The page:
Monthly Archives: July, 2016

Avoiding Phantom Income

July 25th, 2016 Posted by Tax Planning No Comment yet

I am going to go off on a limb and guess that you do not want to pay any more tax than you are required to.  You don’t enjoy paying taxes on the income you earn, so you certainly do not want to pay taxes on “phantom income”.  Phantom income is income that is reported to the IRS for tax purposes but that you did not actually receive.

Phantom income

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One of the most common instances of phantom income that occurs is when an individual purchases an ownership interest in a partnership (or an LLC that is taxed as a partnership) that owns appreciated assets.  Lets look at an example to understand what I mean:

Years ago, Tom and Ed formed an LLC.  They each contributed $75,000 to the business, and used those funds as a down payment to purchase a rental property for $600,000.  They borrowed the remaining $450,000.  Over the years, the property appreciated in value and is now worth $750,000.  Sam is interested in joining the LLC and agrees to purchase a one-third ownership interest for $250,000.  As part of that purchase, he acquired one-third of the “original basis” in the rental property ($200,000).

If the LLC sold the property the next day, it would recognize a gain of $150,000.  Each owner’s K-1 would show capital gains of $50,000 which they would be required to report on their individual tax return.  However, this is not fair to Sam.  He already paid for the appreciation on the property when he purchased his ownership interest, so he should not be taxed on it now.  This is phantom income.

To avoid this issue, partnerships  and LLCs can make an election under Internal Revenue Code Section 754.  If this election is made, for tax purposes the business would step up the basis of the rental property to reflect the additional contribution made by Sam.  Therefore, after this election is made the business would show a basis in the rental property of $650,000.

Upon the sale of the rental property, this basis would be specially allocated among the owners.  Tom and Ed would each still have a basis of $200,000, and Sam would have a basis of $250,000.  Therefore, if the rental property was sold for $750,000, Tom and Ed would show capital gains of $50,000 each and Sam would not show any capital gains.

Another element of this election is that if the Section 754 basis is allocated to depreciable property, the Section 754 basis can be depreciated.  In Sam’s case, residential rental property can be depreciated over 27.5 years so Sam is able to depreciate his $50,000 over 27.5 years for an annual tax deduction of $1,818.

College Access Tax Credit

July 20th, 2016 Posted by Tax Planning No Comment yet

Most likely if you are donating your money to a charitable cause, you are doing so for reasons other than the tax benefits (although the tax benefits are likely a welcome bonus).  However, California is offering tax savings through the College Access Tax Credit that may be reason enough to contribute.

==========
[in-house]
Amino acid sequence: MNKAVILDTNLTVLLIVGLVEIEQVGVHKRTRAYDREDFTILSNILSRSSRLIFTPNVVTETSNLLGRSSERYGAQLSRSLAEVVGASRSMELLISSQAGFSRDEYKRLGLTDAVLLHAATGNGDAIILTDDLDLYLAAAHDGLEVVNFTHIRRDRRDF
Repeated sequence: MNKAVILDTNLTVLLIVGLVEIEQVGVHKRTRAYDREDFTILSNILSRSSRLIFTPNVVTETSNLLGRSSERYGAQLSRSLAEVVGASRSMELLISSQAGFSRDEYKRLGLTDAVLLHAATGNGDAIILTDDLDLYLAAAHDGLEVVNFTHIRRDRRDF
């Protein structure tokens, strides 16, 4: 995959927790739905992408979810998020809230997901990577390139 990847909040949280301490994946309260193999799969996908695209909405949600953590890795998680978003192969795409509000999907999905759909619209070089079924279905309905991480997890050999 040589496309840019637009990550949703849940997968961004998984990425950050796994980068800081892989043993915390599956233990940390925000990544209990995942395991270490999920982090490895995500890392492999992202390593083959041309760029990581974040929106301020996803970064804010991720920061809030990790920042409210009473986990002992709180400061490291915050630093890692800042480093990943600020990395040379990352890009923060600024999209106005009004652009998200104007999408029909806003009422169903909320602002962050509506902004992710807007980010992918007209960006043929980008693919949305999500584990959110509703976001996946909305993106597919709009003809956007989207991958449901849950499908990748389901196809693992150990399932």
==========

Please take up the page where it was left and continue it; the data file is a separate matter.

California’s goal in offering this tax credit is to bolster the Cal Grants program, which benefits to low-income college students.

Tax CreditThis tax credit is available to individuals and business entities that file tax returns in California.  To qualify, a taxpayer must apply for a credit allocation reservation. This is a fairly simply process of providing identifying information and the amount that you wish to contribute.  California will then send the taxpayer approval along with instructions on how to send the contribution.  The taxpayer must be prepared to make the contribution within 20 days of the date of the Notice of Allocation Reservation (the approval form).

This tax credit is worth 50% of the contributed amount for tax years 2016 and 2017 (the year in which this credit is due to expire).  However, if you make the contribution through an S-corporation (which I strongly recommend), the S-corporation is also entitled to a tax credit equal to 16.67 percent of your contribution.

In addition to the California tax savings, the contribution is deductible on your federal income tax return as a charitable contribution.  This means that, if you take itemized deductions, you will have federal tax savings as well.  However, the amount of your federal benefits depends upon your marginal tax rate.

Lets look at an example:

Richard, a California taxpayer, is the 100% shareholder of an S-corporation.  The S-corporation makes a $10,000 contribution to the College Access Tax Credit Fund.  As a result, the S-corporation is entitled to a tax credit of $1,667.  The corporation’s shareholder (Richard) is entitled to California tax credit of $5,000 and a $10,000 federal charitable contribution deduction. If Richard is in the top federal tax bracket (39.6%), his charitable deduction would be worth $3,960 to him.  All together, Richard and his S-corporation saved $10,627 by making a $10,000 contribution (a net gain of $627).